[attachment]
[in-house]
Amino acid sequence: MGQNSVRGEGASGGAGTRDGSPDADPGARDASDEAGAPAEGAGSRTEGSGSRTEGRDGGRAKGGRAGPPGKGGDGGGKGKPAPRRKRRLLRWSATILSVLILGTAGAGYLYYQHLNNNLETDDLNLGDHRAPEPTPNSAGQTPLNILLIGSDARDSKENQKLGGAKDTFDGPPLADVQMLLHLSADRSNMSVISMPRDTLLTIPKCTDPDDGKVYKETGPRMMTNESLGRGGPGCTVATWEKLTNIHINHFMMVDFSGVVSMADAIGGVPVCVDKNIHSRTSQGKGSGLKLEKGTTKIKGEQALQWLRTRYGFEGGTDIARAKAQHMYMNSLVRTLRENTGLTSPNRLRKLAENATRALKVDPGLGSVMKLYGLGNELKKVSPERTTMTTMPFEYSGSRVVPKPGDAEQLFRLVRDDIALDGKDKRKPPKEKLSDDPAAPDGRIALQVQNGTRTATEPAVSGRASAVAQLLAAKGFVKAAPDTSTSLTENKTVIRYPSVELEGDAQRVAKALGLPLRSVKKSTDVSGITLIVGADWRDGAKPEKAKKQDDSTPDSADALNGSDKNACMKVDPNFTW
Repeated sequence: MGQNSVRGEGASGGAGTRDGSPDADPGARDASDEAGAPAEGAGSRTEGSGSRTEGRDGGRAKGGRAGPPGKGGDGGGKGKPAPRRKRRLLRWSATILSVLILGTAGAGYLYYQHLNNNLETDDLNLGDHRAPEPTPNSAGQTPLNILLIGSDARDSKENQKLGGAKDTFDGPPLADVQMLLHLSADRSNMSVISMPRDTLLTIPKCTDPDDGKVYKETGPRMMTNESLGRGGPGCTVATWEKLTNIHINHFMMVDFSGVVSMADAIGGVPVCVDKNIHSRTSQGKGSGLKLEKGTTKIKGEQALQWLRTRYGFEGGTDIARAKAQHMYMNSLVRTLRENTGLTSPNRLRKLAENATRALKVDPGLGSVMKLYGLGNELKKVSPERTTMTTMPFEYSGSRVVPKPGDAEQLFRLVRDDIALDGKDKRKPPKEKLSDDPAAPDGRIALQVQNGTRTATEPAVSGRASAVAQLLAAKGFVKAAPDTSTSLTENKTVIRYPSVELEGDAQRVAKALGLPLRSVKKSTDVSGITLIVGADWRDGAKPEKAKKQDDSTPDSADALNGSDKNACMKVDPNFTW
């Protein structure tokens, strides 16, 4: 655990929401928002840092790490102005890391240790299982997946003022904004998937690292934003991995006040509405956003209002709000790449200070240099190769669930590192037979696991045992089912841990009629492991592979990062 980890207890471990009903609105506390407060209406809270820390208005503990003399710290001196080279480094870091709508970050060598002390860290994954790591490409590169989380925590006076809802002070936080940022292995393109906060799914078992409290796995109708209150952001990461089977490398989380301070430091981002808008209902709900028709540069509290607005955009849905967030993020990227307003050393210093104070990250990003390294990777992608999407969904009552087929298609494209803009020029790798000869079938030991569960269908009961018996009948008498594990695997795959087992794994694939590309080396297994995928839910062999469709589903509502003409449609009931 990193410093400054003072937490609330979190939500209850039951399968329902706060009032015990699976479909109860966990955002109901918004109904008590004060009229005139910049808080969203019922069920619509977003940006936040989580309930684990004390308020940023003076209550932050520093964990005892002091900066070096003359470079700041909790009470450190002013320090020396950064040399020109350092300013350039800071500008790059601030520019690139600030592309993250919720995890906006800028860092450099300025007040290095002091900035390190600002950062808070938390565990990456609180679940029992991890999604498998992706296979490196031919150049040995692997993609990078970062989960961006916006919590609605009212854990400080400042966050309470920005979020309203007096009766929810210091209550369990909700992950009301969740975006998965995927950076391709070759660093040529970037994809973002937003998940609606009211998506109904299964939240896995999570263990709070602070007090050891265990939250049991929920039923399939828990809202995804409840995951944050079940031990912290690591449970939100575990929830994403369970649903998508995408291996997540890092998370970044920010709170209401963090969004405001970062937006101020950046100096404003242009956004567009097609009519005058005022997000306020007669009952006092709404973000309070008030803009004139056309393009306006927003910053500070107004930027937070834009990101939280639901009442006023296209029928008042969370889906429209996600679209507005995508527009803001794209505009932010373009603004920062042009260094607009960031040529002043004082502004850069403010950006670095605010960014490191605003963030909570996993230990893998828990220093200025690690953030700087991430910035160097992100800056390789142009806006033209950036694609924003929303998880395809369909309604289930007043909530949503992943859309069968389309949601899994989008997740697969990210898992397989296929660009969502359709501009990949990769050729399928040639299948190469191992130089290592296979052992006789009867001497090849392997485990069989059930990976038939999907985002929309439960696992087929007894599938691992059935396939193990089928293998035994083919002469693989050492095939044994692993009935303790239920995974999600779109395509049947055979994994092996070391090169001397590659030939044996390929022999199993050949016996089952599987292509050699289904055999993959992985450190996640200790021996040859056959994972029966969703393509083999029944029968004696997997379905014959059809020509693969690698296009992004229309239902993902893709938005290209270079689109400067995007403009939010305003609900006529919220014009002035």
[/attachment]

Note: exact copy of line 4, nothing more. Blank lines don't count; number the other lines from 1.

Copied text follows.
């Protein structure tokens, strides 16, 4: 655990929401928002840092790490102005890391240790299982997946003022904004998937690292934003991995006040509405956003209002709000790449200070240099190769669930590192037979696991045992089912841990009629492991592979990062 980890207890471990009903609105506390407060209406809270820390208005503990003399710290001196080279480094870091709508970050060598002390860290994954790591490409590169989380925590006076809802002070936080940022292995393109906060799914078992409290796995109708209150952001990461089977490398989380301070430091981002808008209902709900028709540069509290607005955009849905967030993020990227307003050393210093104070990250990003390294990777992608999407969904009552087929298609494209803009020029790798000869079938030991569960269908009961018996009948008498594990695997795959087992794994694939590309080396297994995928839910062999469709589903509502003409449609009931 990193410093400054003072937490609330979190939500209850039951399968329902706060009032015990699976479909109860966990955002109901918004109904008590004060009229005139910049808080969203019922069920619509977003940006936040989580309930684990004390308020940023003076209550932050520093964990005892002091900066070096003359470079700041909790009470450190002013320090020396950064040399020109350092300013350039800071500008790059601030520019690139600030592309993250919720995890906006800028860092450099300025007040290095002091900035390190600002950062808070938390565990990456609180679940029992991890999604498998992706296979490196031919150049040995692997993609990078970062989960961006916006919590609605009212854990400080400042966050309470920005979020309203007096009766929810210091209550369990909700992950009301969740975006998965995927950076391709070759660093040529970037994809973002937003998940609606009211998506109904299964939240896995999570263990709070602070007090050891265990939250049991929920039923399939828990809202995804409840995951944050079940031990912290690591449970939100575990929830994403369970649903998508995408291996997540890092998370970044920010709170209401963090969004405001970062937006101020950046100096404003242009956004567009097609009519005058005022997000306020007669009952006092709404973000309070008030803009004139056309393009306006927003910053500070107004930027937070834009990101939280639901009442006023296209029928008042969370889906429209996600679209507005995508527009803001794209505009932010373009603004920062042009260094607009960031040529002043004082502004850069403010950006670095605010960014490191605003963030909570996993230990893998828990220093200025690690953030700087991430910035160097992100800056390789142009806006033209950036694609924003929303998880395809369909309604289930007043909530949503992943859309069968389309949601899994989008997740697969990210898992397989296929660009969502359709501009990949990769050729399928040639299948190469191992130089290592296979052992006789009867001497090849392997485990069989059930990976038939999907985002929309439960696992087929007894599938691992059935396939193990089928293998035994083919002469693989050492095939044994692993009935303790239920995974999600779109395509049947055979994994092996070391090169001397590659030939044996390929022999199993050949016996089952599987292509050699289904055999993959992985450190996640200790021996040859056959994972029966969703393509083999029944029968004696997997379905014959059809020509693969690698296009992004229309239902993902893709938005290209270079689109400067995007403009939010305003609900006529919220014009002035």